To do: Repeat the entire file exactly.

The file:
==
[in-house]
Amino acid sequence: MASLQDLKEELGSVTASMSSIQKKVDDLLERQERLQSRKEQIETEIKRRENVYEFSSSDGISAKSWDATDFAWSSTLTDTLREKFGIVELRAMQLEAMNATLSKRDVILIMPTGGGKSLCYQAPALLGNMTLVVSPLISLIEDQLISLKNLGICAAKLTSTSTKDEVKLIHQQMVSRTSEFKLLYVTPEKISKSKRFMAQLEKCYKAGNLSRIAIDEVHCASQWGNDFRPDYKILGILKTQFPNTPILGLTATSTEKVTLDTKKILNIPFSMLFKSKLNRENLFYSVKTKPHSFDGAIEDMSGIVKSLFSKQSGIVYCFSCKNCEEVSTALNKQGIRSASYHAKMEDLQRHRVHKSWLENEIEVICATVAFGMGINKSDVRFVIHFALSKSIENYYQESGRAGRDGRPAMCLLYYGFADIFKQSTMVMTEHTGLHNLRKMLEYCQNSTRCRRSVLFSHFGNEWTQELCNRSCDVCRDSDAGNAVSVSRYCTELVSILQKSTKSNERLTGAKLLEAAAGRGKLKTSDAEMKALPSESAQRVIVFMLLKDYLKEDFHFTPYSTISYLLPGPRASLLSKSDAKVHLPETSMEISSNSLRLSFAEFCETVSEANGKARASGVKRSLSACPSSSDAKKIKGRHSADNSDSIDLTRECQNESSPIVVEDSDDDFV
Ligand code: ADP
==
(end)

[in-house]
Amino acid sequence: MASLQDLKEELGSVTASMSSIQKKVDDLLERQERLQSRKEQIETEIKRRENVYEFSSSDGISAKSWDATDFAWSSTLTDTLREKFGIVELRAMQLEAMNATLSKRDVILIMPTGGGKSLCYQAPALLGNMTLVVSPLISLIEDQLISLKNLGICAAKLTSTSTKDEVKLIHQQMVSRTSEFKLLYVTPEKISKSKRFMAQLEKCYKAGNLSRIAIDEVHCASQWGNDFRPDYKILGILKTQFPNTPILGLTATSTEKVTLDTKKILNIPFSMLFKSKLNRENLFYSVKTKPHSFDGAIEDMSGIVKSLFSKQSGIVYCFSCKNCEEVSTALNKQGIRSASYHAKMEDLQRHRVHKSWLENEIEVICATVAFGMGINKSDVRFVIHFALSKSIENYYQESGRAGRDGRPAMCLLYYGFADIFKQSTMVMTEHTGLHNLRKMLEYCQNSTRCRRSVLFSHFGNEWTQELCNRSCDVCRDSDAGNAVSVSRYCTELVSILQKSTKSNERLTGAKLLEAAAGRGKLKTSDAEMKALPSESAQRVIVFMLLKDYLKEDFHFTPYSTISYLLPGPRASLLSKSDAKVHLPETSMEISSNSLRLSFAEFCETVSEANGKARASGVKRSLSACPSSSDAKKIKGRHSADNSDSIDLTRECQNESSPIVVEDSDDDFV
Ligand code: ADP